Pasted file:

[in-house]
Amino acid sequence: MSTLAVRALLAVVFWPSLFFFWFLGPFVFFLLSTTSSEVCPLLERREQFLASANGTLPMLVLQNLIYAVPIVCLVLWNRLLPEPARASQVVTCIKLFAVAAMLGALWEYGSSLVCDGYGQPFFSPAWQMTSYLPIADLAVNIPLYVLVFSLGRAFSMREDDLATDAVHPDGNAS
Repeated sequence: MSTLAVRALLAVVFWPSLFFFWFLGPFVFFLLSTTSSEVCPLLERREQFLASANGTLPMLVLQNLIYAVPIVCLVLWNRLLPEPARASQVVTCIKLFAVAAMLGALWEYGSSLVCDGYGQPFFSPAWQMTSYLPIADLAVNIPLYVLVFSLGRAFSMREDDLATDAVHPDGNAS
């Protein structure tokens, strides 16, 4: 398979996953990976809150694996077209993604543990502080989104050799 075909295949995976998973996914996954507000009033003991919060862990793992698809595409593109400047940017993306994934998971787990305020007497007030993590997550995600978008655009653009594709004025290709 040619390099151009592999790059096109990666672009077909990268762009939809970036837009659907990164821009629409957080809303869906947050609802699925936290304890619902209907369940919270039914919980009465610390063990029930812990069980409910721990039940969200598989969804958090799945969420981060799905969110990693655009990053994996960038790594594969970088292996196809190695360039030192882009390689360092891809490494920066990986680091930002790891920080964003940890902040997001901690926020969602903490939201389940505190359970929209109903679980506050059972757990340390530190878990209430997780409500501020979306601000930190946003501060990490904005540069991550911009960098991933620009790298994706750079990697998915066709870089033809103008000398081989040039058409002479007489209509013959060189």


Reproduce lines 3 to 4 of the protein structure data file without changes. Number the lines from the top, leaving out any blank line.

Repeated sequence: MSTLAVRALLAVVFWPSLFFFWFLGPFVFFLLSTTSSEVCPLLERREQFLASANGTLPMLVLQNLIYAVPIVCLVLWNRLLPEPARASQVVTCIKLFAVAAMLGALWEYGSSLVCDGYGQPFFSPAWQMTSYLPIADLAVNIPLYVLVFSLGRAFSMREDDLATDAVHPDGNAS
């Protein structure tokens, strides 16, 4: 398979996953990976809150694996077209993604543990502080989104050799 075909295949995976998973996914996954507000009033003991919060862990793992698809595409593109400047940017993306994934998971787990305020007497007030993590997550995600978008655009653009594709004025290709 040619390099151009592999790059096109990666672009077909990268762009939809970036837009659907990164821009629409957080809303869906947050609802699925936290304890619902209907369940919270039914919980009465610390063990029930812990069980409910721990039940969200598989969804958090799945969420981060799905969110990693655009990053994996960038790594594969970088292996196809190695360039030192882009390689360092891809490494920066990986680091930002790891920080964003940890902040997001901690926020969602903490939201389940505190359970929209109903679980506050059972757990340390530190878990209430997780409500501020979306601000930190946003501060990490904005540069991550911009960098991933620009790298994706750079990697998915066709870089033809103008000398081989040039058409002479007489209509013959060189």